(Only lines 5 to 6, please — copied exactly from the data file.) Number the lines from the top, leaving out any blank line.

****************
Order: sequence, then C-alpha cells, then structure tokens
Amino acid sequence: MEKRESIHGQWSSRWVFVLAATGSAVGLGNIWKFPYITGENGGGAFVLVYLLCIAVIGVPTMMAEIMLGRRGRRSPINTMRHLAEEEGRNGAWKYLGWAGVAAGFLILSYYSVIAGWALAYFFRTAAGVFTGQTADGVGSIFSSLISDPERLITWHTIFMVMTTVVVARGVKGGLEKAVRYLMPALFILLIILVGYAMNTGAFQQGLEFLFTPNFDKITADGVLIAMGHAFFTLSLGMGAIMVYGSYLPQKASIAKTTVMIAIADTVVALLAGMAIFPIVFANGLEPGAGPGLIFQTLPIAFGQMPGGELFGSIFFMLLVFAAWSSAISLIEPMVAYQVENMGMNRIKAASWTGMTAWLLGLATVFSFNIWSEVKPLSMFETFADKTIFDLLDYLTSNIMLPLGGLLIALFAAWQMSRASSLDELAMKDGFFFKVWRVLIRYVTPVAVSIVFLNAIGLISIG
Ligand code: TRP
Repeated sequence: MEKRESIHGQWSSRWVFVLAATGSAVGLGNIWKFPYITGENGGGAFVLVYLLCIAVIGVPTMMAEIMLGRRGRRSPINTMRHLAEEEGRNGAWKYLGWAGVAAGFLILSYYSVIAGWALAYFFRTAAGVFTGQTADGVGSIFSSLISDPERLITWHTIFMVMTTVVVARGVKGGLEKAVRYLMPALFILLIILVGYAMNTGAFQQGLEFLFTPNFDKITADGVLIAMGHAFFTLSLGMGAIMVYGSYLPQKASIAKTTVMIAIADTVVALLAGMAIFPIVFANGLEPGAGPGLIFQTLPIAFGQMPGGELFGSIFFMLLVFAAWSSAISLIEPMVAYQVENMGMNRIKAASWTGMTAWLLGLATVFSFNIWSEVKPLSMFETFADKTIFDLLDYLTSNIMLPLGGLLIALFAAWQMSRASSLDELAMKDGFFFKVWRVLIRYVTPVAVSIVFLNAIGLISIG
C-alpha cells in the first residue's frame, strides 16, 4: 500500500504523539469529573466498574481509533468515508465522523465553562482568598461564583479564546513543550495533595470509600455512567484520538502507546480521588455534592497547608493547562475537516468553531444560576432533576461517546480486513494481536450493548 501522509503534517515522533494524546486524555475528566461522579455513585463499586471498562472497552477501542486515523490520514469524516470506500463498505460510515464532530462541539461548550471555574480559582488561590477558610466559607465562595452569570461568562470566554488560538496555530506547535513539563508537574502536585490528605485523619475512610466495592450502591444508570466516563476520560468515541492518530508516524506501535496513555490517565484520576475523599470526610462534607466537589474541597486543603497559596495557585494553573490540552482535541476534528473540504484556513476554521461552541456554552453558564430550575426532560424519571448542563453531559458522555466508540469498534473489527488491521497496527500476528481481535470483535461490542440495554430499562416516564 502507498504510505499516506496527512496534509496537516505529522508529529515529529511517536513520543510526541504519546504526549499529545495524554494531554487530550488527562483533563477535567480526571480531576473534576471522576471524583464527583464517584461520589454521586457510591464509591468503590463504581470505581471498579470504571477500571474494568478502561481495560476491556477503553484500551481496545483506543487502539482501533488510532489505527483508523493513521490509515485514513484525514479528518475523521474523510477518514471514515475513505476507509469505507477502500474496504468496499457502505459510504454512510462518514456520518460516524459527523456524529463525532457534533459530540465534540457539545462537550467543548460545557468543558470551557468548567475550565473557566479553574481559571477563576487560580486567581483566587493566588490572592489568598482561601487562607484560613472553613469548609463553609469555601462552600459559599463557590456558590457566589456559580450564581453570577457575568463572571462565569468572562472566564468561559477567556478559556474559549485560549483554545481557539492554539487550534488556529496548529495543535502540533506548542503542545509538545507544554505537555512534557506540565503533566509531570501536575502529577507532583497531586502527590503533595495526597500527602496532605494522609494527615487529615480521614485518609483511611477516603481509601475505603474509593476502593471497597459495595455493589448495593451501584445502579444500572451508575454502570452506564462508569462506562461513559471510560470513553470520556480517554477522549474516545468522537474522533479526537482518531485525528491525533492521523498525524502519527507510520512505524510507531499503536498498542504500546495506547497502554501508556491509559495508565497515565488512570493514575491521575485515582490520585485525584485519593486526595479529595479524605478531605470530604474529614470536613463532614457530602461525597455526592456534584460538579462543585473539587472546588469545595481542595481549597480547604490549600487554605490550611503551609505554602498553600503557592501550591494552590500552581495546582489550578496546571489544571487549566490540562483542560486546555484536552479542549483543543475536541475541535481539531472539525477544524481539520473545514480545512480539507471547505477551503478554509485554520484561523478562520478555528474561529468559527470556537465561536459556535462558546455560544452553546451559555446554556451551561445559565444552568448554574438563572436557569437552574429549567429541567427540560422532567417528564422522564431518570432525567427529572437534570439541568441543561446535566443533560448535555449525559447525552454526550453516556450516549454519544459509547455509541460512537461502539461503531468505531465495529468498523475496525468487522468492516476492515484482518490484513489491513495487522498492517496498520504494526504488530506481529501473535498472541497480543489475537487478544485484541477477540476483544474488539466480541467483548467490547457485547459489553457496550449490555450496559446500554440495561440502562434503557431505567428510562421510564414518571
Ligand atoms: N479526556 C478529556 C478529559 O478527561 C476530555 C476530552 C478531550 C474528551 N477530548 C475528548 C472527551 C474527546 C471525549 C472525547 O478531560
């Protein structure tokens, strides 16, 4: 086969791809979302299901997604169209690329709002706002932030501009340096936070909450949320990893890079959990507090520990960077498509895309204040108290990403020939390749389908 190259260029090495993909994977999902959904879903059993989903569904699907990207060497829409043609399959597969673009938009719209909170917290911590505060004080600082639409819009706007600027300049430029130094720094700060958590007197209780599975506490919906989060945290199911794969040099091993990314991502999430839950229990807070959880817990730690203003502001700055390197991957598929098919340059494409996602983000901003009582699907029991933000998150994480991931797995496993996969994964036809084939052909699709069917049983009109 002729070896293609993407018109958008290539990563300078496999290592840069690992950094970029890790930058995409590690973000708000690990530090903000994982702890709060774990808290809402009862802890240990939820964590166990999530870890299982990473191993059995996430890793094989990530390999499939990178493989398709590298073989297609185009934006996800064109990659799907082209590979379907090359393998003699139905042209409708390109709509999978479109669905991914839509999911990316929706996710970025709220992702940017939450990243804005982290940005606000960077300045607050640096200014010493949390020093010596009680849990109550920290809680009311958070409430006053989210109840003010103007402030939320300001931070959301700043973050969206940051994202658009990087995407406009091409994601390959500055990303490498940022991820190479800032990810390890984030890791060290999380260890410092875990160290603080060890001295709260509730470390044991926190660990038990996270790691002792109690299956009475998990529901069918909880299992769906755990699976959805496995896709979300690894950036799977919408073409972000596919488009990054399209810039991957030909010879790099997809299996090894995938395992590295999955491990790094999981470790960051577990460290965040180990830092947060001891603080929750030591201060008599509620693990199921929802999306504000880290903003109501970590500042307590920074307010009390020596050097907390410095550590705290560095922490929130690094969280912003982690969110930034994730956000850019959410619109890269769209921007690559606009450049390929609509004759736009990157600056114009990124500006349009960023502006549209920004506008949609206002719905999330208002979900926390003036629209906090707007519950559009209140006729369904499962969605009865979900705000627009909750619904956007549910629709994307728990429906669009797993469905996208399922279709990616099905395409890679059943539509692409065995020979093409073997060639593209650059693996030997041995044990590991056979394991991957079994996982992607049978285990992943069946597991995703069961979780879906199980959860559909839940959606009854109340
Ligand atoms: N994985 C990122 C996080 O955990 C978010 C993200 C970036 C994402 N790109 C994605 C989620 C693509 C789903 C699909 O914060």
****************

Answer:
C-alpha cells in the first residue's frame, strides 16, 4: 500500500504523539469529573466498574481509533468515508465522523465553562482568598461564583479564546513543550495533595470509600455512567484520538502507546480521588455534592497547608493547562475537516468553531444560576432533576461517546480486513494481536450493548 501522509503534517515522533494524546486524555475528566461522579455513585463499586471498562472497552477501542486515523490520514469524516470506500463498505460510515464532530462541539461548550471555574480559582488561590477558610466559607465562595452569570461568562470566554488560538496555530506547535513539563508537574502536585490528605485523619475512610466495592450502591444508570466516563476520560468515541492518530508516524506501535496513555490517565484520576475523599470526610462534607466537589474541597486543603497559596495557585494553573490540552482535541476534528473540504484556513476554521461552541456554552453558564430550575426532560424519571448542563453531559458522555466508540469498534473489527488491521497496527500476528481481535470483535461490542440495554430499562416516564 502507498504510505499516506496527512496534509496537516505529522508529529515529529511517536513520543510526541504519546504526549499529545495524554494531554487530550488527562483533563477535567480526571480531576473534576471522576471524583464527583464517584461520589454521586457510591464509591468503590463504581470505581471498579470504571477500571474494568478502561481495560476491556477503553484500551481496545483506543487502539482501533488510532489505527483508523493513521490509515485514513484525514479528518475523521474523510477518514471514515475513505476507509469505507477502500474496504468496499457502505459510504454512510462518514456520518460516524459527523456524529463525532457534533459530540465534540457539545462537550467543548460545557468543558470551557468548567475550565473557566479553574481559571477563576487560580486567581483566587493566588490572592489568598482561601487562607484560613472553613469548609463553609469555601462552600459559599463557590456558590457566589456559580450564581453570577457575568463572571462565569468572562472566564468561559477567556478559556474559549485560549483554545481557539492554539487550534488556529496548529495543535502540533506548542503542545509538545507544554505537555512534557506540565503533566509531570501536575502529577507532583497531586502527590503533595495526597500527602496532605494522609494527615487529615480521614485518609483511611477516603481509601475505603474509593476502593471497597459495595455493589448495593451501584445502579444500572451508575454502570452506564462508569462506562461513559471510560470513553470520556480517554477522549474516545468522537474522533479526537482518531485525528491525533492521523498525524502519527507510520512505524510507531499503536498498542504500546495506547497502554501508556491509559495508565497515565488512570493514575491521575485515582490520585485525584485519593486526595479529595479524605478531605470530604474529614470536613463532614457530602461525597455526592456534584460538579462543585473539587472546588469545595481542595481549597480547604490549600487554605490550611503551609505554602498553600503557592501550591494552590500552581495546582489550578496546571489544571487549566490540562483542560486546555484536552479542549483543543475536541475541535481539531472539525477544524481539520473545514480545512480539507471547505477551503478554509485554520484561523478562520478555528474561529468559527470556537465561536459556535462558546455560544452553546451559555446554556451551561445559565444552568448554574438563572436557569437552574429549567429541567427540560422532567417528564422522564431518570432525567427529572437534570439541568441543561446535566443533560448535555449525559447525552454526550453516556450516549454519544459509547455509541460512537461502539461503531468505531465495529468498523475496525468487522468492516476492515484482518490484513489491513495487522498492517496498520504494526504488530506481529501473535498472541497480543489475537487478544485484541477477540476483544474488539466480541467483548467490547457485547459489553457496550449490555450496559446500554440495561440502562434503557431505567428510562421510564414518571
Ligand atoms: N479526556 C478529556 C478529559 O478527561 C476530555 C476530552 C478531550 C474528551 N477530548 C475528548 C472527551 C474527546 C471525549 C472525547 O478531560